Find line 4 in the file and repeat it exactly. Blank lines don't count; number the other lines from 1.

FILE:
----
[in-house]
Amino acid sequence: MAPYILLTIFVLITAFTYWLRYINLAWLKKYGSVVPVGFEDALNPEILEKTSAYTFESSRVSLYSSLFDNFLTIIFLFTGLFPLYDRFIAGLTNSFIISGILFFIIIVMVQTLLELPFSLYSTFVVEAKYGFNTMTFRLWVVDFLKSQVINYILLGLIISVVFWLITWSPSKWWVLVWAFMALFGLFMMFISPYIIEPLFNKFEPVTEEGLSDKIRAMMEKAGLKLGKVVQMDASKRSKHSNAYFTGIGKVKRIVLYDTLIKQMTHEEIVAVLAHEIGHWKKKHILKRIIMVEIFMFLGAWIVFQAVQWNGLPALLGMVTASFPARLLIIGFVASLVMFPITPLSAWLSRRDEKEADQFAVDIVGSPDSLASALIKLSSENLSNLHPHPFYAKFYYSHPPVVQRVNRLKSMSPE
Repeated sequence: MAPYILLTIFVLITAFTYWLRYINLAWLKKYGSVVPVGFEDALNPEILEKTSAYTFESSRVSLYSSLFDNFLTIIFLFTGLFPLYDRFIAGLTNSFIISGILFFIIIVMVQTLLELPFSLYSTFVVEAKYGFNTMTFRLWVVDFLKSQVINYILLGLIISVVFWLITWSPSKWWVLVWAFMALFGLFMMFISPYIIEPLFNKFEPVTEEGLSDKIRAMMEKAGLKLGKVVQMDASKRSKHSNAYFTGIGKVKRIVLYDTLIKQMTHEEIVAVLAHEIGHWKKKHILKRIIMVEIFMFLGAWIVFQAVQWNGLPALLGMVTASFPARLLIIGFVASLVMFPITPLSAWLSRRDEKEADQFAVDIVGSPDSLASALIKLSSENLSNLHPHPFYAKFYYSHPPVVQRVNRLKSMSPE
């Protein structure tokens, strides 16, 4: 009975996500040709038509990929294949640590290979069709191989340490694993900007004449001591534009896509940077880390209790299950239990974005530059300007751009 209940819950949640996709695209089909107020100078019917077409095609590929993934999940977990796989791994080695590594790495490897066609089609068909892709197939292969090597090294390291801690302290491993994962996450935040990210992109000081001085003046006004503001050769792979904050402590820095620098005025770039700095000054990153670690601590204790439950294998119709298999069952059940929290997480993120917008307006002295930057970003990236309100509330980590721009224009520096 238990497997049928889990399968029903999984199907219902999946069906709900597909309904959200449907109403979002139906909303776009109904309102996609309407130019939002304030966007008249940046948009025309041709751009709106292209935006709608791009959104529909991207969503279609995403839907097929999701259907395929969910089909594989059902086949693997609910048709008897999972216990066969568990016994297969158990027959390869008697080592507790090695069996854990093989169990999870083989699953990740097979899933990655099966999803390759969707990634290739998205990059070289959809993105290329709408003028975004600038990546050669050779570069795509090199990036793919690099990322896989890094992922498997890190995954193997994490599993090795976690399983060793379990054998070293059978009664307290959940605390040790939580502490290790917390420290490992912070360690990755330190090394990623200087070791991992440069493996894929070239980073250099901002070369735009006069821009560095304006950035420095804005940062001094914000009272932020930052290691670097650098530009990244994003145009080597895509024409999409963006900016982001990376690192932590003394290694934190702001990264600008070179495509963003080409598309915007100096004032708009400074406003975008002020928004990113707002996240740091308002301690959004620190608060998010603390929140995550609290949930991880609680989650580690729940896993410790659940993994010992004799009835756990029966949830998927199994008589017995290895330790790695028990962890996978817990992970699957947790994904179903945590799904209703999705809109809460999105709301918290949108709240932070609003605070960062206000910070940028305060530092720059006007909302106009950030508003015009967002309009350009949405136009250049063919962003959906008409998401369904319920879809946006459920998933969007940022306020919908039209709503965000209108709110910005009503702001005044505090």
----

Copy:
């Protein structure tokens, strides 16, 4: 009975996500040709038509990929294949640590290979069709191989340490694993900007004449001591534009896509940077880390209790299950239990974005530059300007751009 209940819950949640996709695209089909107020100078019917077409095609590929993934999940977990796989791994080695590594790495490897066609089609068909892709197939292969090597090294390291801690302290491993994962996450935040990210992109000081001085003046006004503001050769792979904050402590820095620098005025770039700095000054990153670690601590204790439950294998119709298999069952059940929290997480993120917008307006002295930057970003990236309100509330980590721009224009520096 238990497997049928889990399968029903999984199907219902999946069906709900597909309904959200449907109403979002139906909303776009109904309102996609309407130019939002304030966007008249940046948009025309041709751009709106292209935006709608791009959104529909991207969503279609995403839907097929999701259907395929969910089909594989059902086949693997609910048709008897999972216990066969568990016994297969158990027959390869008697080592507790090695069996854990093989169990999870083989699953990740097979899933990655099966999803390759969707990634290739998205990059070289959809993105290329709408003028975004600038990546050669050779570069795509090199990036793919690099990322896989890094992922498997890190995954193997994490599993090795976690399983060793379990054998070293059978009664307290959940605390040790939580502490290790917390420290490992912070360690990755330190090394990623200087070791991992440069493996894929070239980073250099901002070369735009006069821009560095304006950035420095804005940062001094914000009272932020930052290691670097650098530009990244994003145009080597895509024409999409963006900016982001990376690192932590003394290694934190702001990264600008070179495509963003080409598309915007100096004032708009400074406003975008002020928004990113707002996240740091308002301690959004620190608060998010603390929140995550609290949930991880609680989650580690729940896993410790659940993994010992004799009835756990029966949830998927199994008589017995290895330790790695028990962890996978817990992970699957947790994904179903945590799904209703999705809109809460999105709301918290949108709240932070609003605070960062206000910070940028305060530092720059006007909302106009950030508003015009967002309009350009949405136009250049063919962003959906008409998401369904319920879809946006459920998933969007940022306020919908039209709503965000209108709110910005009503702001005044505090």